Sure, the headlights and taillights are cribbed right from Polestar’s Swedish daddy, but everything between them is fresh as all get-out. This coupe is long, low and wide, truly stunning proportions that stand out in an ever-growing sea of SUVs. It’s not a busy design, either; aside from a few major creases to emphasize its strength, the carbon fiber body panels are free of unnecessary styling cues. Slather it all in a $5,000 coat of flat paint, and you’ve got quite the conversation starter. No, seriously: I haven’t received this much attention driving a car since I last had a McLaren.
While a quick glance through the Polestar 1’s window may leave you thinking that the company nicked the entire cabin from Volvo, you’d only be partially right. Yes, the general layout is the same, but the material choice is far more premium. The Nappa leather seats are endlessly soft with the right amount of support, and there’s lovely real metal and tasteful matte carbon fiber trim. The Polestar’s single-piece crystal shifter is quite the sight, as well, and looks great when the sun hits it… which is basically all the time, as the roof is almost entirely glass.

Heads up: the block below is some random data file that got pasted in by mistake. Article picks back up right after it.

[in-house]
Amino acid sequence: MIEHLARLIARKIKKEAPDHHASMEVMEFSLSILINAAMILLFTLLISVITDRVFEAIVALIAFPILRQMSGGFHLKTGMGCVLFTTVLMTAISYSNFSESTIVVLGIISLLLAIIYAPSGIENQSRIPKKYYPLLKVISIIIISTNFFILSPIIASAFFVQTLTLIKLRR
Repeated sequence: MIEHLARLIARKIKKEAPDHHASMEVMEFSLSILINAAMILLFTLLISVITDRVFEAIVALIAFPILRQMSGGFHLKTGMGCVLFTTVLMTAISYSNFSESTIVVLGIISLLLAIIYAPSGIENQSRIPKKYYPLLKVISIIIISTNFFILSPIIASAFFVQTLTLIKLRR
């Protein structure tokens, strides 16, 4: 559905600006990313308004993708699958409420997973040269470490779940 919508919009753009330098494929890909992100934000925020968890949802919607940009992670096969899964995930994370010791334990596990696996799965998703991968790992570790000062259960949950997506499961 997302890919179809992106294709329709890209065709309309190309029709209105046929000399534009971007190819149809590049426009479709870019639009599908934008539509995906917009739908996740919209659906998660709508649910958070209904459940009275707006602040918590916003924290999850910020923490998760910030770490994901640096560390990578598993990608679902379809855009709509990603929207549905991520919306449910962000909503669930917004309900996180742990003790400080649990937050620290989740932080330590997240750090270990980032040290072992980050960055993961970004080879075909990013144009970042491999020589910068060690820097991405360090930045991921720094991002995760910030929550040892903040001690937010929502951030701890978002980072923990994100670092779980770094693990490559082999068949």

It’s pretty obvious that a six-figure Swedish Hellcat isn’t the most practical vehicle on the planet. Interior storage options are limited to the glove box, door panels and cup holders; the center armrest cubby is so shallow that I can barely shove a single iPhone 11 Pro in there. Getting into the rear is a hilarious exercise in waiting a full minute for a power seat to creep forward, but unless you are a child (in which case, how did you buy this car?) you won’t fit back there anyway. In fact, the rear seats are better off being treated as the trunk, because the Polestar 1’s actual trunk is mostly filled with batteries. Yes, it’s cool that I can see them through a little window, but at 4.3 cubic feet, I barely have room for groceries in what little cargo space remains.
But the Polestar 1 isn’t about practicality, and that’s evident from its powertrain. Under the hood is a 2.0-liter supercharged and turbocharged inline-4 gas engine. It mates to an integrated starter-generator and an eight-speed automatic transmission, sending 326 horsepower and 321 pound-feet of torque to the front axle exclusively. The back half of the equation is a pair of 85-kilowatt motors that send 232 hp and 354 lb-ft to the rear tires.